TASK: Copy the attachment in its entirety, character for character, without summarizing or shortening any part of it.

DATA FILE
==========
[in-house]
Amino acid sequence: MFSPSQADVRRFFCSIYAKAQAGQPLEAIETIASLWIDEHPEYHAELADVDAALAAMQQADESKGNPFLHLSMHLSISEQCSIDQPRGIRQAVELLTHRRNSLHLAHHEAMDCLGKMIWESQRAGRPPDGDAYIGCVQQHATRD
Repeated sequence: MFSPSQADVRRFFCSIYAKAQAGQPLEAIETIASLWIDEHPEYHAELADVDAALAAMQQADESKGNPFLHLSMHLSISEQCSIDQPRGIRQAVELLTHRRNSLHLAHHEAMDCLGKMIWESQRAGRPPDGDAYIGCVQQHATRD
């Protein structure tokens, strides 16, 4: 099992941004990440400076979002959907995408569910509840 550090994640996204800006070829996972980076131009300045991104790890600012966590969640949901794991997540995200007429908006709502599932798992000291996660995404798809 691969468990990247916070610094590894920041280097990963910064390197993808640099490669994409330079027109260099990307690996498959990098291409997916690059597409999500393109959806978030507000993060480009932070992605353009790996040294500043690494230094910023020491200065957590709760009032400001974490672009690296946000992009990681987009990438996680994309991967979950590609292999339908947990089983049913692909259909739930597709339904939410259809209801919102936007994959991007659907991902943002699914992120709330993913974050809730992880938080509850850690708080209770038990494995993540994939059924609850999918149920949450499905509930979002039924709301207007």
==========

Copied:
[in-house]
Amino acid sequence: MFSPSQADVRRFFCSIYAKAQAGQPLEAIETIASLWIDEHPEYHAELADVDAALAAMQQADESKGNPFLHLSMHLSISEQCSIDQPRGIRQAVELLTHRRNSLHLAHHEAMDCLGKMIWESQRAGRPPDGDAYIGCVQQHATRD
Repeated sequence: MFSPSQADVRRFFCSIYAKAQAGQPLEAIETIASLWIDEHPEYHAELADVDAALAAMQQADESKGNPFLHLSMHLSISEQCSIDQPRGIRQAVELLTHRRNSLHLAHHEAMDCLGKMIWESQRAGRPPDGDAYIGCVQQHATRD
């Protein structure tokens, strides 16, 4: 099992941004990440400076979002959907995408569910509840 550090994640996204800006070829996972980076131009300045991104790890600012966590969640949901794991997540995200007429908006709502599932798992000291996660995404798809 691969468990990247916070610094590894920041280097990963910064390197993808640099490669994409330079027109260099990307690996498959990098291409997916690059597409999500393109959806978030507000993060480009932070992605353009790996040294500043690494230094910023020491200065957590709760009032400001974490672009690296946000992009990681987009990438996680994309991967979950590609292999339908947990089983049913692909259909739930597709339904939410259809209801919102936007994959991007659907991902943002699914992120709330993913974050809730992880938080509850850690708080209770038990494995993540994939059924609850999918149920949450499905509930979002039924709301207007």